But from a greenhouse gas perspective, the idea would be to get as much electricity from clean renewable sources (solar, wind, tidal, river hydro, methane from trash, wood, etc) and realistically choosing new Liquified Natural Gas facilities over coal. We should also be modernizing many power plants with combined process steam recapture that are much more efficient than older power plants.

    What I really like about electricity is that you have a standard output that can be produced from variety of sources. Liquid fuels like diesel will continue to rely on imports of oil.

  • Really nice map too AD. This issue came up on The Oil Drum recently and one of the commenters here pointed out that the cross harbor tunnel project assumes diesel trains which require much more extensive air shafts- http://nyc.theoildrum.com/story/2006/11/14/213117/73#3

  • AD

    Flexibility, quietude, speed, efficiency. We should be electrifying rail before building new highways.

  • mfs

    My understanding is that half-mile-long frieght trains currently (and unfortunately) can only be powered by diesel because of the amount of power required and because almost no freight lines are electrified nationally.

    That doesn’t mean that the diesel can’t be cleaned up significantly, though.

  • erik

    Jeez. Green and brown markers… you couldn’t have picked a color combo more impossible for color-blind readers (~10% of males!) to decipher. It’s all the same color to me…

  • AD

    Erik, sorry. I was trying to go for the symbolism of environmentally friendly green versus exhaust-colored brown.

  • Peter Frishauf

    The Amtrak line that runs by and under Riverside Park and the Hudson river Park is also not electrified. The tracks could inexpensively support light rail or existing subway cars.

    If electrified, this could be a great route from the Bronx, Inwood, and Washington Heights into Penn Station, with an easy-to-build stop @ 72nd Street, where it runs directly past the garage parking in one of the newly-constructed Trump buildings. Wouldn’t it be nice to have a station at 72nd Street and Riverside Drive? At Penn Station they could even join up with the A line.

    I don’t know why the greatly underutilized riverside Amtrak rails are always overlooked in the NYC transportation scene.

  • Alan Drake

    > My understanding is that half-mile-long frieght > trains currently (and unfortunately) can only be > powered by diesel because of the amount of power > required and because almost no freight lines are > electrified nationally.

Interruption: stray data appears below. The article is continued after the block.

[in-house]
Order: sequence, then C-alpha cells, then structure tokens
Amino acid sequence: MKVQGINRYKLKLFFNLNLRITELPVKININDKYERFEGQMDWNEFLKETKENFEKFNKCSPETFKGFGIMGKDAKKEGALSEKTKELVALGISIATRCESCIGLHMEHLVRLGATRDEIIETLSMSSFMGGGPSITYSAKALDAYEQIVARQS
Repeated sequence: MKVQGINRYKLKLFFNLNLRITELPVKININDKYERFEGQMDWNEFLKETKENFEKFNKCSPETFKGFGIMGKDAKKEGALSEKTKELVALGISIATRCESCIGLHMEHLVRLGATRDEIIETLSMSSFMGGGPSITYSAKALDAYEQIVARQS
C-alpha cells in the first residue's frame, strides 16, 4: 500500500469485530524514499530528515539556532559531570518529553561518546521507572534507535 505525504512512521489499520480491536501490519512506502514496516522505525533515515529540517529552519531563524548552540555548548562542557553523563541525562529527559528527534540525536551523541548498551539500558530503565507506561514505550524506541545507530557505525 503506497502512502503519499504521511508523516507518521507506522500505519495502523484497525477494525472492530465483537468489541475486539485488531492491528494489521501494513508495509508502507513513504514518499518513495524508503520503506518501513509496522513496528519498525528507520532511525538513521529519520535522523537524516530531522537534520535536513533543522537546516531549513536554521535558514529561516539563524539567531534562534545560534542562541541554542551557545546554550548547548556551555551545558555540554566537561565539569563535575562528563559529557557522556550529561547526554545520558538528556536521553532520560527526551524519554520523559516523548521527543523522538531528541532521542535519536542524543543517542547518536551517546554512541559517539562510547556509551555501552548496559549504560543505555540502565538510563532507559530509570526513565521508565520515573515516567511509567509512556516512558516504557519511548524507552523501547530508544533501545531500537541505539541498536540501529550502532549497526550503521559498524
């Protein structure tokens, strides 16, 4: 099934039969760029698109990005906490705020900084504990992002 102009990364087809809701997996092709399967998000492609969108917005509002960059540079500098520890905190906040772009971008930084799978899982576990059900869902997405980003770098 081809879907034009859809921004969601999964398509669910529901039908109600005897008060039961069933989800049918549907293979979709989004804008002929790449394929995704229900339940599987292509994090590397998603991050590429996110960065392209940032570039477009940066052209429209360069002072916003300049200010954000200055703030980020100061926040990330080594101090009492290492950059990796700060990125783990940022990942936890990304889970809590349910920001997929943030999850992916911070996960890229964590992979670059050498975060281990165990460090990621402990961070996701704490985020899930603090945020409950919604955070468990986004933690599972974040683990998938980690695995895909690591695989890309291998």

The Trans-Siberian Railroad was electrified from Moscow to the Pacific Ocean in 2002. The rail line to the Artic Ocean at Murmansk was electrified last Christmas eve,

    Check out:

    http://www.lightrailnow.org/features/f_lrt_2006-05a.htm

  • Steve Strauss

    Metro-North plans to run Hudson line trains into Penn Station, using their dual-mode locomotives, on Amtrak’s Empire Line underneath Riverside Park once East Side Access frees up enough space in Penn Station for this to happen.

    Rail line electrification is quite expensive so that cost has to be factored into the cost-benefit analysis. Sometimes there might be better priorities such as double-tracking lines and increasing train frequencies.

  • AD

    Alan,
    Great link. Thanks!

    Peter, great point. I was going to say what Steve said but he said it first.

  • Yuri

    Mfs’s understanding “that half-mile-long frieght trains currently (and unfortunately) can only be powered by diesel because of the amount of power required…”

    Mfs must not have heard Queensland Rail which operates the largest 25kV 50Hz AC electrified rail network in the Southern Hemisphere. Despite having a gauge of only 1067mm, the QR operates the some of the longest trains in teh world, including round-the-clock running of 2km long coal trains hauled by 4 or 5 electric locomotives.

  • Bobulus

    Electric is the choice for rail. The USA is unique in that it does not use electric traction to haul freight trains. The reasons are political, not technological. One reason is electrified railways pay more property tax than a “naked” railway. Another reason is bean counters do not see the need to make long term investment despite the financial payback. I see electric freights arrive and leave at our local freight depot (Manchester UK) and they accelerate much faster and quieter than one hauled by a diesel.